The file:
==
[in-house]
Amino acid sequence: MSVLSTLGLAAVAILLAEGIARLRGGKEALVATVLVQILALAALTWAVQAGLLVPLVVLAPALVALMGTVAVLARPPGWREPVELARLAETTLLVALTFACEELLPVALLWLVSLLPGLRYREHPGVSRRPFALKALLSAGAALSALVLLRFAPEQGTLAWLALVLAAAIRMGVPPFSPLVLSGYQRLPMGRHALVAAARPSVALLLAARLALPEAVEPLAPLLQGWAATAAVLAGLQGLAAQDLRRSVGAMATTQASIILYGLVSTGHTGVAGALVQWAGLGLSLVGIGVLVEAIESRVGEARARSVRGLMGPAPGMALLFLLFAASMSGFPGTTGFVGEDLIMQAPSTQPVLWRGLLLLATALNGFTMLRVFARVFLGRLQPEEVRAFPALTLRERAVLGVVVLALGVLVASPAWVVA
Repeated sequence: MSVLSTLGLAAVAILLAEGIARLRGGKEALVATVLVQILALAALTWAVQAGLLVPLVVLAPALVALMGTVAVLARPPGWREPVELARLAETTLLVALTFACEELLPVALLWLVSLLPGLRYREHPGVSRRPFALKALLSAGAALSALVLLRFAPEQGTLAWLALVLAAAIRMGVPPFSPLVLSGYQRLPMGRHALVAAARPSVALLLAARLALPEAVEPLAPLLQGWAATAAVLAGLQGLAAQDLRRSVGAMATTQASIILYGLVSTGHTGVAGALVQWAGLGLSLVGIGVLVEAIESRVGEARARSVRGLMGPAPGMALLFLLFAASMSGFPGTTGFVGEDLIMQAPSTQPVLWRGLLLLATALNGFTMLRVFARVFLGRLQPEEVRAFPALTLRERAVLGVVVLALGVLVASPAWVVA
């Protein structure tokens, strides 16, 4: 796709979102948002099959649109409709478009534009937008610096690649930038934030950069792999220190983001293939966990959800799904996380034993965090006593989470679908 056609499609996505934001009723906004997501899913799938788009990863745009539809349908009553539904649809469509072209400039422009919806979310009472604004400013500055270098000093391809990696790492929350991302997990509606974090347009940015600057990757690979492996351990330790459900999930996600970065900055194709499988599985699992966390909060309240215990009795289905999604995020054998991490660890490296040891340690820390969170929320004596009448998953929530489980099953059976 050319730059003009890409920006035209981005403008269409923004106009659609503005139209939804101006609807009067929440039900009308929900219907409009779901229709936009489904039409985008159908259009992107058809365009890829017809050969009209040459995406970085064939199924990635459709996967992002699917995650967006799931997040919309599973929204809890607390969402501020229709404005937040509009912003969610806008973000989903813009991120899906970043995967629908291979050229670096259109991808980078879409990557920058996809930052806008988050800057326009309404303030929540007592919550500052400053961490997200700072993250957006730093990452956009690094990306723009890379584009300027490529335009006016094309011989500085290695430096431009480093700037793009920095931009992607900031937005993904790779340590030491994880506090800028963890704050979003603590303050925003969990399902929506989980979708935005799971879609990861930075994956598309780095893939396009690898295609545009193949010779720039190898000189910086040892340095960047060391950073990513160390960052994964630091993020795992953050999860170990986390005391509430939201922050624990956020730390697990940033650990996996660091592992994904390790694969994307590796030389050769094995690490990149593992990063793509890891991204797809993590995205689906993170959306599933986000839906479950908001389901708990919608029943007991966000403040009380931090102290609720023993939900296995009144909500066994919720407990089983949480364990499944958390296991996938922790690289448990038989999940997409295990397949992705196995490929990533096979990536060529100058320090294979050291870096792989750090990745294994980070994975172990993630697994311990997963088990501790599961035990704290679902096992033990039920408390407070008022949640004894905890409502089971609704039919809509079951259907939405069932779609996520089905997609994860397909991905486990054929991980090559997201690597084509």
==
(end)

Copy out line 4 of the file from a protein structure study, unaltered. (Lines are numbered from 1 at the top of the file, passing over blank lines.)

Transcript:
């Protein structure tokens, strides 16, 4: 796709979102948002099959649109409709478009534009937008610096690649930038934030950069792999220190983001293939966990959800799904996380034993965090006593989470679908 056609499609996505934001009723906004997501899913799938788009990863745009539809349908009553539904649809469509072209400039422009919806979310009472604004400013500055270098000093391809990696790492929350991302997990509606974090347009940015600057990757690979492996351990330790459900999930996600970065900055194709499988599985699992966390909060309240215990009795289905999604995020054998991490660890490296040891340690820390969170929320004596009448998953929530489980099953059976 050319730059003009890409920006035209981005403008269409923004106009659609503005139209939804101006609807009067929440039900009308929900219907409009779901229709936009489904039409985008159908259009992107058809365009890829017809050969009209040459995406970085064939199924990635459709996967992002699917995650967006799931997040919309599973929204809890607390969402501020229709404005937040509009912003969610806008973000989903813009991120899906970043995967629908291979050229670096259109991808980078879409990557920058996809930052806008988050800057326009309404303030929540007592919550500052400053961490997200700072993250957006730093990452956009690094990306723009890379584009300027490529335009006016094309011989500085290695430096431009480093700037793009920095931009992607900031937005993904790779340590030491994880506090800028963890704050979003603590303050925003969990399902929506989980979708935005799971879609990861930075994956598309780095893939396009690898295609545009193949010779720039190898000189910086040892340095960047060391950073990513160390960052994964630091993020795992953050999860170990986390005391509430939201922050624990956020730390697990940033650990996996660091592992994904390790694969994307590796030389050769094995690490990149593992990063793509890891991204797809993590995205689906993170959306599933986000839906479950908001389901708990919608029943007991966000403040009380931090102290609720023993939900296995009144909500066994919720407990089983949480364990499944958390296991996938922790690289448990038989999940997409295990397949992705196995490929990533096979990536060529100058320090294979050291870096792989750090990745294994980070994975172990993630697994311990997963088990501790599961035990704290679902096992033990039920408390407070008022949640004894905890409502089971609704039919809509079951259907939405069932779609996520089905997609994860397909991905486990054929991980090559997201690597084509």